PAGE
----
7th Grade:

7th graders have worked so hard on researching and find more out about the Native Americans who lived in the Americas LONG before Christopher Columbus & Europeans. With their research, students will begin to work together in creating a final project for Indigenous Peoples' Day on October 14th. Indigenous Peoples' Day is a holiday that celebrates and honors the Native Americans and commemorates their shared history and culture. Once we complete this project, we will begin to discuss the exploration that took place after 1492.

8th Grade:

In 8th Grade Social Studies Class, we just started our unit on Africa. As a grade level, we realize that we know very little about the continent but we are very eager to learn more about it. So far we have learned about the geography of the continent and how it affects life there. Next we are going to learn about African Kingdoms before and after European Colonization. The students will then develop research questions and work in small groups to answer their questions. I am very excited to witness their growth and see what they learn!

Pathways…

Instrumental Music:

6th graders are finishing up their first Pathways class of the year. We learned a lot about percussion, piano, and guitar over these 6 weeks! 7th and 8th graders have been working independently on their guitar or piano skills. Students are showing a lot of grit as they learn to read music!

STEAM: 

6th Grade- On October 7th, a new rotation of Pathways will begin. The 6th grade STEAM pathway students will begin this rotation by completing challenges as a team in order to become familiar with the engineering design process, practice collaboration, and establish classroom norms. In mid October they will begin a group project that will require them to use math concepts, 3D modeling, and the engineering design process to create an arcade game.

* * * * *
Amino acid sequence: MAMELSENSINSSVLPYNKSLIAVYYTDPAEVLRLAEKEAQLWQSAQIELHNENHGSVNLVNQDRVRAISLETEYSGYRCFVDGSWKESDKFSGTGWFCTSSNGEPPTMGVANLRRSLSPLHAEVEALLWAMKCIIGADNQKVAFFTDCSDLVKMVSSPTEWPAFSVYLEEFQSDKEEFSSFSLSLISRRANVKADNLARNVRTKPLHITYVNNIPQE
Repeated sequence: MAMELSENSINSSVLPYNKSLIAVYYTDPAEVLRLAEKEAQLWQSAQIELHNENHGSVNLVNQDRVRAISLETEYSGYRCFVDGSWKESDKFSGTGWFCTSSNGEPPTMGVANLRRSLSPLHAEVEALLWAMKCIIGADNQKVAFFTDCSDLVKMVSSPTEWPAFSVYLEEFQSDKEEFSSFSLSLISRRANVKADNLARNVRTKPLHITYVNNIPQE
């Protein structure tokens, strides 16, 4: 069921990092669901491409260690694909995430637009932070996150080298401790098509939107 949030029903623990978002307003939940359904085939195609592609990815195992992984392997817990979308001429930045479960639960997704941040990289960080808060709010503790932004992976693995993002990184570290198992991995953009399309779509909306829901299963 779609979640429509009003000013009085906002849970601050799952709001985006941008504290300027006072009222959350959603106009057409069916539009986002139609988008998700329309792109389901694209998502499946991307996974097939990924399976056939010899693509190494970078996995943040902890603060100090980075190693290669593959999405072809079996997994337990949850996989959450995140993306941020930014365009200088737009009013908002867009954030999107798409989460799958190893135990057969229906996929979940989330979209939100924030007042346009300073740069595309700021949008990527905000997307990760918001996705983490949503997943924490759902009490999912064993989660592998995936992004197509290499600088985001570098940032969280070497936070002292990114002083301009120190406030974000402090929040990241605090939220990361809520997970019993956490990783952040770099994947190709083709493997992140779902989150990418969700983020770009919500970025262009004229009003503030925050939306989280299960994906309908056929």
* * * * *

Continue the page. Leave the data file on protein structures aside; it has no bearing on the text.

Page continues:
7th Grade- The 7th grade STEAM students have been hard at work planning and building a miniature city. After hearing from a professional architect earlier in September, each student began designing and creating a building for the city. Some students have been using Tinkercad to make a 3D model of their building which will be printed with our 3D printer. Other students have decided to create their building using recycled materials. The students have demonstrated a determination and perseverance throughout the planning, designing, and creating phases of this project. 

8th Grade- The 8th grade STEAM students have been working hard on planning, designing, and creating a fall themed event for their peers. They are using the engineering design process and collaboration skills to develop escape rooms, games, and craft rooms for their classmates to enjoy on Thursday, October 24. Next week, STEAM students will provide constructive feedback to each group so improvements can be made before the big event! 

STEM Computer Science:

Year One" Computer Science (6th)

The first rotation of 6th grade Computer Science is over, but Mrs Deason's home base did a phenomenal job! Not only did we create 4 separate coding project, but also finished the year with some AMAZING 3D printed models.

"3D Modeling" (7th)

7th grade Computer Science students have been working tirelessly on their Architecture projects. This time, they are both the Architect AND the Client for a student in class. Each Client created a list of needs (ranging from a dream house to a taco shack and everything in between!) and were assigned to another student as their Architect. The designs and 3D models look great, presentations coming next week!

"Year 3" Computer Science (8th)
So much going on in 8th grade Computer Science! As a class, we have decided to create an arcade for a school event! Each student is creating a custom Video Game which will be featured at an upcoming school event! The games look great so far, next we will begin our feedback sessions and revision!

STEM Engineering: